“As has been the case for several Administrations now, DHS adheres to the mandatory detention requirements of the INA to the maximum extent possible, including by detaining those who pose a threat to public safety or national security. No administration has ever been able to detain every individual who crosses illegally,” the department added.
And it also defended its parole programs, noting that those for “defined groups have been used and accepted as lawful for decades.”
In an op-ed earlier this month, conservative commentator and legal expert Jonathan Turley criticized the GOP for basing much of their argument on policy differences he said fall far short of the bar for impeachment.
“The courts have long recognized that presidents are allowed to establish priorities in the enforcement of federal laws, even when those priorities tend to lower enforcement for certain groups or areas. It is a matter of discretion,” Turley wrote.
“Voters will soon have an opportunity to render a judgment on those policies in the election. Mayorkas has carried out those policies. What has not been shown is conduct by the secretary that could be viewed as criminal or impeachable.”
Democrats made a similar argument Sunday after viewing the articles.
“What is glaringly missing from these articles is any real charge or even a shred of evidence of high crimes or misdemeanors – the Constitutional standard for impeachment. …They are abusing Congress’ impeachment power to appease their MAGA members, score political points, and deflect Americans’ attention from their do-nothing Congress,” Rep. Bennie Thompson (D-Miss.) said in a statement.
“Republicans don’t actually want to work towards bipartisan solutions to fix the border – in fact, they have repeatedly sabotaged the Secretary’s efforts to secure the border and denied DHS’ funding requests. Secretary Mayorkas is upholding the law and honoring the public trust as he has throughout his more than 30 years of service to our Nation. The House must reject this sham resolution.”
The second article is a grab bag of GOP arguments pushing for Mayorkas’ ouster, saying he has committed “breach of public trust” by violating his oath of office and failing to faithfully discharge his duty – a slight shift from earlier arguments relying heavily on military terminology in saying the secretary was derelict in his duty.
To back their argument, the GOP points to a number of Trump-era laws the Biden administration did not retain.
Republicans have argued the framers, who crafted impeachment processes well ahead of the establishment of the criminal code, did not expect the process to be used only for named crimes, but rather to address those who do not follow the law or abuse their authority.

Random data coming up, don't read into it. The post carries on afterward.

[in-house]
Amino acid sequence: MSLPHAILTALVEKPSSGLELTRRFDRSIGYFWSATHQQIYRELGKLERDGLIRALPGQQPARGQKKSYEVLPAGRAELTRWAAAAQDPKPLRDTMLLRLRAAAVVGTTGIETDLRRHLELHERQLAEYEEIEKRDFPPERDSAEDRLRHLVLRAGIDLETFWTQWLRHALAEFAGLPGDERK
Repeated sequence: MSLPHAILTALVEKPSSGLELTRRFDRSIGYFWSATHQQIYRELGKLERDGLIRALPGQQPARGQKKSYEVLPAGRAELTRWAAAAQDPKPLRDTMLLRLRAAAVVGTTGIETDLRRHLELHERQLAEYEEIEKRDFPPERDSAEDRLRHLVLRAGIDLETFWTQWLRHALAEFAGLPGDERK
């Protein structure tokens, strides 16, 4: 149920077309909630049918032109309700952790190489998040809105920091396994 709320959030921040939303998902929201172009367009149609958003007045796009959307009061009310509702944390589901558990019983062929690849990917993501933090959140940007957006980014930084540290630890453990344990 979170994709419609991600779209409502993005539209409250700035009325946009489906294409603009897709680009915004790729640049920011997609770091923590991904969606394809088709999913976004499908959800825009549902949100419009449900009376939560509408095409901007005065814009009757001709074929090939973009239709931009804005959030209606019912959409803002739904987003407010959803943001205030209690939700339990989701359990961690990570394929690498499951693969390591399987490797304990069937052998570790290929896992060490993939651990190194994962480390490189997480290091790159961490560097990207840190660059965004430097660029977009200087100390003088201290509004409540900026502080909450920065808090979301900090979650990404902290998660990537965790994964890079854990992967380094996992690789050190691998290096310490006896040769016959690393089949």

Legal experts have previously been critical of the GOP’s dereliction of duty arguments, saying the “quasi-official” sounding phrase falls short of laying out an impeachable offense.
Sunday’s articles similarly claim Mayorkas has misled Congress – an argument that primarily rests on his response to questions about whether the border is operationally secure.
During appearances before Congress, Republicans repeatedly grilled Mayorkas about whether the border was operationally secure under the definition set by the Secure Fence Act. That law creates a standard of perfection which has never been met, defining the status as one in which not a single person or piece of contraband improperly crosses the border.
Mayorkas has said one must view the law with a “layer of reasonableness,” saying he sees the law as requiring the secretary to maximize the resources they have to make the border as secure as possible, asserting to lawmakers he believes he is complying with the law.
“I do, and congressman, I think the secretary of Homeland Security would have said the same thing in 2020 and 2019,” Mayorkas said in a 2022 exchange.
And in a July hearing, Mayorkas said: “With respect to the definition of operational control, I do not use the definition that appears in the Secure Fence Act. And the Secure Fence Act provides statutorily that operational control is defined as preventing all unlawful entries into the United States. By that definition, no administration has ever had operational control.”
Republicans have also accused Mayorkas of failing to comply with their subpoenas. However, DHS is supplying documents on a rolling basis to both. One of the subpoenas dealing with the Afghanistan evacuation requires a production of more than 1 million records.